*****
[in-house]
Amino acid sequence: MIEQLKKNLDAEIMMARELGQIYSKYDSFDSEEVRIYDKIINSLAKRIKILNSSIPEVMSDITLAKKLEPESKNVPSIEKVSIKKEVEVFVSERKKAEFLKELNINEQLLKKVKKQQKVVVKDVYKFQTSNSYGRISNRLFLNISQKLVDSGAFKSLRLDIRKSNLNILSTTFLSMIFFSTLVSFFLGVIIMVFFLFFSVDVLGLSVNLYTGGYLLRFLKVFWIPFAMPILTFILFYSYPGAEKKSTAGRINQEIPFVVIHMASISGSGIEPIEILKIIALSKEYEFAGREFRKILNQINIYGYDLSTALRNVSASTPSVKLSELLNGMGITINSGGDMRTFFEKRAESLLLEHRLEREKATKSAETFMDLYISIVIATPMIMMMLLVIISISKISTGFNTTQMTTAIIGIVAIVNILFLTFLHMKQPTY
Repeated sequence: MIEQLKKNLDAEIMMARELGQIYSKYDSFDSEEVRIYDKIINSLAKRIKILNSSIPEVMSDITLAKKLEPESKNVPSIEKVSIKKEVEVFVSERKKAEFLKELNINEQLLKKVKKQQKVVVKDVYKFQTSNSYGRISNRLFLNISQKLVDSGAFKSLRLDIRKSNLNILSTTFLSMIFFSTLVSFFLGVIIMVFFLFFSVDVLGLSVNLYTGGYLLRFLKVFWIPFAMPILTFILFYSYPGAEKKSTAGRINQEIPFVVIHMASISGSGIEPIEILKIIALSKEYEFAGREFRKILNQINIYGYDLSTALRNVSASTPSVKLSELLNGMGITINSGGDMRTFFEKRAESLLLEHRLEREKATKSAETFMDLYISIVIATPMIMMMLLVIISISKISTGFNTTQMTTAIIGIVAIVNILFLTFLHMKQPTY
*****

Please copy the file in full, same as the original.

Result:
[in-house]
Amino acid sequence: MIEQLKKNLDAEIMMARELGQIYSKYDSFDSEEVRIYDKIINSLAKRIKILNSSIPEVMSDITLAKKLEPESKNVPSIEKVSIKKEVEVFVSERKKAEFLKELNINEQLLKKVKKQQKVVVKDVYKFQTSNSYGRISNRLFLNISQKLVDSGAFKSLRLDIRKSNLNILSTTFLSMIFFSTLVSFFLGVIIMVFFLFFSVDVLGLSVNLYTGGYLLRFLKVFWIPFAMPILTFILFYSYPGAEKKSTAGRINQEIPFVVIHMASISGSGIEPIEILKIIALSKEYEFAGREFRKILNQINIYGYDLSTALRNVSASTPSVKLSELLNGMGITINSGGDMRTFFEKRAESLLLEHRLEREKATKSAETFMDLYISIVIATPMIMMMLLVIISISKISTGFNTTQMTTAIIGIVAIVNILFLTFLHMKQPTY
Repeated sequence: MIEQLKKNLDAEIMMARELGQIYSKYDSFDSEEVRIYDKIINSLAKRIKILNSSIPEVMSDITLAKKLEPESKNVPSIEKVSIKKEVEVFVSERKKAEFLKELNINEQLLKKVKKQQKVVVKDVYKFQTSNSYGRISNRLFLNISQKLVDSGAFKSLRLDIRKSNLNILSTTFLSMIFFSTLVSFFLGVIIMVFFLFFSVDVLGLSVNLYTGGYLLRFLKVFWIPFAMPILTFILFYSYPGAEKKSTAGRINQEIPFVVIHMASISGSGIEPIEILKIIALSKEYEFAGREFRKILNQINIYGYDLSTALRNVSASTPSVKLSELLNGMGITINSGGDMRTFFEKRAESLLLEHRLEREKATKSAETFMDLYISIVIATPMIMMMLLVIISISKISTGFNTTQMTTAIIGIVAIVNILFLTFLHMKQPTY